Gautam M2

As a former soldier, salesman, and retail manager, I have experienced each of the normative theories of ethics at some level in my life. Utilitarianism environments have been my favorite, and if somehow balanced with Prima Facie, I feel the ideal moral doctrine can be created. Even though each theory of ethics has different logical points, they are not equal.

As I said, I use to be a salesman. I worked at an auto dealership here in Fairbanks for 2 years. This is were I experienced my least favorite theory of ethics, Egoism. I meet plenty of individuals with stronger than average self interest motivations but this was an industry that produces and celebrates egoism, hedonism in the form of money.

It’s hard to pick a particular situation, moment, but I can simply summarize my experience in the world of car sales. Unlike hourly and salary work, commission wages can really bring out the greed in people. Having seen what people will do when money is the goal, I debate egoism is even a theory involving ethics. I always looked to balance morally helping customers while also paying my own bills, every time I affected the profit margin to make a deal I was meet with major conflicts from the sales managers. Over my 2 year career I managed to sell the 2nd most units in both years.

Despite my success, my good will toward customers consequentially brought on many arguments about my customer focused approach, I wanted my customers to get a good deal if I knew I could do that I’d make both sides happy. Egoism tends to justify their own self interest even if it negatively affects others, I wasn’t willing to financial hurt people and it was the sole reason I was pasted over for a finance manager promotion to an administrator that was in the inner circle formed in sales. I ended leaving to take less money as a Walmart supervisor and the Admin worker that beat me for the finance manager job did terrible and quit. I had opportunity to rise in that field but the high level of self interest is a little much for someone that enjoys success that doesn’t hurt other people. Dealerships are a hard environment for someone that doesn’t prioritize a larger pay check over the financial well being of a customer, and I’m looking for a life that doesn’t challenge the morals and set of ethics I have set for myself.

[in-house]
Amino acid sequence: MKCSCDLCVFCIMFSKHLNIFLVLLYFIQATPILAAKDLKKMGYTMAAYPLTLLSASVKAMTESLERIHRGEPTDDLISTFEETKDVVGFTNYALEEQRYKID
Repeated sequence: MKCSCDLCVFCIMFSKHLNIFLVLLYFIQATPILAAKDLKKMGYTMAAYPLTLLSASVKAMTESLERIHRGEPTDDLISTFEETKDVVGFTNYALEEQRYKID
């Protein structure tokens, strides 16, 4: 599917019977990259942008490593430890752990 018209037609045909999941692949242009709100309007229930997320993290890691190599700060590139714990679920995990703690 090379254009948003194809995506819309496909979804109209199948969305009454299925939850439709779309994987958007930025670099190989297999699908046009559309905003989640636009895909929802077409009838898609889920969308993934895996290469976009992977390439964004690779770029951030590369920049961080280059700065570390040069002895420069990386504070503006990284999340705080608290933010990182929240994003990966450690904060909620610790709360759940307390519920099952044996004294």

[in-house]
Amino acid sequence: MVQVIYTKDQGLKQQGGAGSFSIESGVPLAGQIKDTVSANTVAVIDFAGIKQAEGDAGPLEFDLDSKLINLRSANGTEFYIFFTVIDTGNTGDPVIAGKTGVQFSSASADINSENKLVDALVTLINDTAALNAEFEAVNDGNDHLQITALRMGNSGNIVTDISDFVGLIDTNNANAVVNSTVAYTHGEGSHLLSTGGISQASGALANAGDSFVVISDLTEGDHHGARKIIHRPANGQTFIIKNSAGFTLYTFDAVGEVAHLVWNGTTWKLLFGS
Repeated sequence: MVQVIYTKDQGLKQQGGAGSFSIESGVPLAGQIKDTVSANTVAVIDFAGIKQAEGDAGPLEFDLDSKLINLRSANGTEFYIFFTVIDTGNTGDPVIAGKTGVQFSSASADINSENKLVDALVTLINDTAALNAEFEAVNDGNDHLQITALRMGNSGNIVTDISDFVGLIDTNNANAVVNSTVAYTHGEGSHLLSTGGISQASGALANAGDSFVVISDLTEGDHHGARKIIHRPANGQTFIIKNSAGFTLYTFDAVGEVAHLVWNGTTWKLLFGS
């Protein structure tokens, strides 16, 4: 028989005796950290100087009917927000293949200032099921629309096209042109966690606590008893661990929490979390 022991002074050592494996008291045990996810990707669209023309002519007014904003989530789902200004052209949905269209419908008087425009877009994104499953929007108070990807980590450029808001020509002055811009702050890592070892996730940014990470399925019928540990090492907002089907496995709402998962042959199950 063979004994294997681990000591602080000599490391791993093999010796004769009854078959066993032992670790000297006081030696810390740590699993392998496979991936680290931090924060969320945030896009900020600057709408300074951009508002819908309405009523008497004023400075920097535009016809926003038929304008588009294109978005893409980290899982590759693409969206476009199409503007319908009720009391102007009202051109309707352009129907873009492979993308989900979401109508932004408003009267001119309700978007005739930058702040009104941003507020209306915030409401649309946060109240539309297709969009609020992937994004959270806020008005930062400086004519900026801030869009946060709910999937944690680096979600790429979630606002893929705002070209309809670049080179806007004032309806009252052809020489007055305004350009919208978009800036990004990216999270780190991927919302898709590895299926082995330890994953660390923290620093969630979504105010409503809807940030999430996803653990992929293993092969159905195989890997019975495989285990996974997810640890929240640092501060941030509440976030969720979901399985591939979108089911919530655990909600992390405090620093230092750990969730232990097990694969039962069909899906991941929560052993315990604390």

1 Comment for “Gautam M2”

Robert Lawton

says:

Great write up Shawn! I can truly relate to your story being in a retail/sales position myself for a few years. I used to work retail for a cellular provider here in Fairbanks, and I can draw the similarities in selling phones with car sales. While we did have a base pay at the company I worked for, there was also commission & incentives which pushed my team and I to sell our services as much as possible.

Being a retail store specialist, we knew a basic understanding of which phones were truly worth the money and which ones were not. I always tried to balance my morality with my drive to make sales. I’d want my customer to understand what they were buying and get them into the best possible situation and have them leave happy. But I have also seen times where management would pressure us to push phones that were excess in inventory even though those phones were terrible. I’ve also seen my colleagues push inferior phones to customers if we didn’t have the phone they actually wanted in our inventory.

Everything considered, It was great learning experience but I would not want to go back to a sales position of any kind. You see too much egoism in sales, especially in a very competitive environment such as car sales.

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